As a USPS OIG report entitled “High-Risk Contract Postal Units” notes, the host post offices often did not collect all the cash the contract units had taken in on postal business, and the CPUs sometimes disbursed USPS funds in an unauthorized fashion.  The OIG found nearly $100,000 in uncollected funds and unauthorized disbursements at eight of the CPUs it reviewed.  As of December 31, 2008, says the OIG, there were over $200,000 in uncollected stamp credit shortages at CPUs nationwide, and another $136,000 apparently uncollected from CPUs that had closed.  Asked about the problems, the personnel at the host post offices “attributed these issues to employee turnover, inadequate training, and other higher priority duties” at the business operating the CPUs.

One of the contract units that closed this year was in Liebenthal, Kansas.  One day the post office was open, and the next, it was closed, just like that, no explanation.  Months later, word came out that the person running the community post office had allegedly embezzled some funds.

Sometimes the Postal Service decides a contract unit is more trouble than it’s worth, or it finds an easier option — like striking a deal with a local CVS or bank to sell stamps.  Sometimes the private business itself chooses to terminate its contract with the Postal Service because the amount of postal revenue being generated wasn’t worth the effort required by all the USPS paperwork and regulations.  There’s also a clause in the APWU contract requiring 20 CPUs to close, presumably as a way of protecting union jobs (more on that in the Going Postal article).  Or maybe the store just goes out of business, and that’s the end of the CPU, which seems to be the case with many of the CPUs on the 2011 closing list.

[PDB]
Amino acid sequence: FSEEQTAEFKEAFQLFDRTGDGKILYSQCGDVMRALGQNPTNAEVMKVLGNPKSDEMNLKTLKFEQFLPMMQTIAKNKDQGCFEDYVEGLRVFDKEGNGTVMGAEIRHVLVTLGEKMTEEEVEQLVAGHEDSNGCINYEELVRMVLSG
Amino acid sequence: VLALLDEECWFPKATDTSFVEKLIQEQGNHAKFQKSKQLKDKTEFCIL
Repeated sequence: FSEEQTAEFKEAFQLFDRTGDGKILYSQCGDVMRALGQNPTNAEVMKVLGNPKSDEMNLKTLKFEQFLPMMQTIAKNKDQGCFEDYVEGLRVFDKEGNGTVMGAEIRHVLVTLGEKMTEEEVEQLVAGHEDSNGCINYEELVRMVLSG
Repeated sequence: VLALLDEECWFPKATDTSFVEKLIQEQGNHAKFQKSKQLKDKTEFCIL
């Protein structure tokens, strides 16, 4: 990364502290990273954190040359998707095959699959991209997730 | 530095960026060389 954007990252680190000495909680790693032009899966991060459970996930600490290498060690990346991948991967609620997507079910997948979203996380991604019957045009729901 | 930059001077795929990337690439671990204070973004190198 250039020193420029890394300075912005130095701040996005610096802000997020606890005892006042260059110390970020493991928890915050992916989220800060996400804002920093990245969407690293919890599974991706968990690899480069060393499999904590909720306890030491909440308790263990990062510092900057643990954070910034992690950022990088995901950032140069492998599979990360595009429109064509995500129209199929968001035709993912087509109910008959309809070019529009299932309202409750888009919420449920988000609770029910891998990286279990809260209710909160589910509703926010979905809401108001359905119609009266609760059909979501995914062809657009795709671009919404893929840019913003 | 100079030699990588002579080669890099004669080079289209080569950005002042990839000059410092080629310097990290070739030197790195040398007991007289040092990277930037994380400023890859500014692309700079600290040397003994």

Another problem with a CPU is that the Postal Service — or the business running it —  can close one without going through any of the formal discontinuance process required for a regular post office.  A contract post office can be closed without notice to the community and without a public meeting, and there’s no appealing the decision to the PRC.

In any case, it doesn’t look like CPUs or VPOs are going to be the wave of the future.  For every unit that was added last year, almost two closed.  If the Postal Service is going to develop its network of alternative retail outlets, they’re not going to CPUs or VPOs in small, independently owned businesses.  They’re going to be Stamps-on-Consignment and Authorized Shipper counters located in the big chains, like Wal-Mart, Costco, and CVS, and the range of products and services is going to be pretty limited.

The Postal Service is a long way from making the traditional post office obsolete, no matter what the leaders in L’Enfant Plaza would like to think.

UPDATE: A couple of readers wrote in with more about why CPUs haven’t become more widespread.  Basically, they say, it’s because there’s not enough money in running one to make it worthwhile.  In the past, most CPUs were paid a set annual amount, but now the Postal Service is switching to a “performance based” system, i.e., the host business gets a percent of the sales.  The Postal Service tries to keep the percentage as low as possible, but it ranges from 6% to 10% of gross “walk-in” revenues (stamp sales, metered postage for packages, money order fees, etc.).

The Postal Service provides basic equipment for the CPU, and the CPU provides the rest, including furniture, a counter, cash drawer or register, and a postage meter, which is an ongoing expense of about $20 to $30 every month.  So, if a CPU brings in $2,000 a month in postal revenue, and it has a good 10% contract, that’s $200 a month.  Out of that the business has to pay for the time its employees spend helping to run the CPU, the postage meter, and other operating supplies.  That’s just not enough money to make the CPU a popular idea among small businesses.  Plus, the Postal Service keeps expanding other types of alternative retail points, like stamps-on-consignment at supermarkets and pharmacies, which cuts into the CPU’s business.

(Photo sources: Contract offices closed in FY 2011: CPU in Country Store, Garrattsville, NY; CPU in Coberly Drugs in Hutchinson, Kansas; CPU in Ella’s Interiors in Tomball, Texas; CPO in Liebenthal, Kansas.)